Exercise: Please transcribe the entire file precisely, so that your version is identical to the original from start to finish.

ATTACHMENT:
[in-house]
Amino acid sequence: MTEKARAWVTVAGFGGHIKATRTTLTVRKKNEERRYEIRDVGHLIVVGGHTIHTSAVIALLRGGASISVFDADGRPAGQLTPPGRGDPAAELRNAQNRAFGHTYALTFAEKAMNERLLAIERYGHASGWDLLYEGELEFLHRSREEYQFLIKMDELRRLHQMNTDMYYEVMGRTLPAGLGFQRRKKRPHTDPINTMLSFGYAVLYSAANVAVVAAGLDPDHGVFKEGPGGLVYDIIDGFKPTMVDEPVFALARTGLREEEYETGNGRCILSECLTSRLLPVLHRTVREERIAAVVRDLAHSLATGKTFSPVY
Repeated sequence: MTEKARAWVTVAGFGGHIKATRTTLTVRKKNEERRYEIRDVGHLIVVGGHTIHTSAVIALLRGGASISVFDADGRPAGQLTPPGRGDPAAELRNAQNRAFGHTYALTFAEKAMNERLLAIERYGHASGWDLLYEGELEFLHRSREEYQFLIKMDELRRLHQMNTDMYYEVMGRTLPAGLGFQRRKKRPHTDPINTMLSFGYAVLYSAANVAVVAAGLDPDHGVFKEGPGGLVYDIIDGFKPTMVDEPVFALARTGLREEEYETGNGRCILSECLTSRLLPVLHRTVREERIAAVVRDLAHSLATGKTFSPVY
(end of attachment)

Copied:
[in-house]
Amino acid sequence: MTEKARAWVTVAGFGGHIKATRTTLTVRKKNEERRYEIRDVGHLIVVGGHTIHTSAVIALLRGGASISVFDADGRPAGQLTPPGRGDPAAELRNAQNRAFGHTYALTFAEKAMNERLLAIERYGHASGWDLLYEGELEFLHRSREEYQFLIKMDELRRLHQMNTDMYYEVMGRTLPAGLGFQRRKKRPHTDPINTMLSFGYAVLYSAANVAVVAAGLDPDHGVFKEGPGGLVYDIIDGFKPTMVDEPVFALARTGLREEEYETGNGRCILSECLTSRLLPVLHRTVREERIAAVVRDLAHSLATGKTFSPVY
Repeated sequence: MTEKARAWVTVAGFGGHIKATRTTLTVRKKNEERRYEIRDVGHLIVVGGHTIHTSAVIALLRGGASISVFDADGRPAGQLTPPGRGDPAAELRNAQNRAFGHTYALTFAEKAMNERLLAIERYGHASGWDLLYEGELEFLHRSREEYQFLIKMDELRRLHQMNTDMYYEVMGRTLPAGLGFQRRKKRPHTDPINTMLSFGYAVLYSAANVAVVAAGLDPDHGVFKEGPGGLVYDIIDGFKPTMVDEPVFALARTGLREEEYETGNGRCILSECLTSRLLPVLHRTVREERIAAVVRDLAHSLATGKTFSPVY